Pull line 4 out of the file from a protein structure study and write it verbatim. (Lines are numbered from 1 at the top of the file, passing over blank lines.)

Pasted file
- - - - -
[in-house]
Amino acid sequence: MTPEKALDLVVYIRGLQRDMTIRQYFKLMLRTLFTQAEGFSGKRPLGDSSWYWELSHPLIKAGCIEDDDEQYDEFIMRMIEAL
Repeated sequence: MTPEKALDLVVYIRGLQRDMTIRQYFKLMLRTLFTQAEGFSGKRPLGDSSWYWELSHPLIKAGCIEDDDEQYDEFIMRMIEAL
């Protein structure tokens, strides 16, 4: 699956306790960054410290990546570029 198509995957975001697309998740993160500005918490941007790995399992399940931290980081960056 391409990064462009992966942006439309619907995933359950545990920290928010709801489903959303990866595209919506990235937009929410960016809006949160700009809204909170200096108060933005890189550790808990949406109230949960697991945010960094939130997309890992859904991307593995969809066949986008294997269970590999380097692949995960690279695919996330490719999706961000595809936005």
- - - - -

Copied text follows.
């Protein structure tokens, strides 16, 4: 699956306790960054410290990546570029 198509995957975001697309998740993160500005918490941007790995399992399940931290980081960056 391409990064462009992966942006439309619907995933359950545990920290928010709801489903959303990866595209919506990235937009929410960016809006949160700009809204909170200096108060933005890189550790808990949406109230949960697991945010960094939130997309890992859904991307593995969809066949986008294997269970590999380097692949995960690279695919996330490719999706961000595809936005």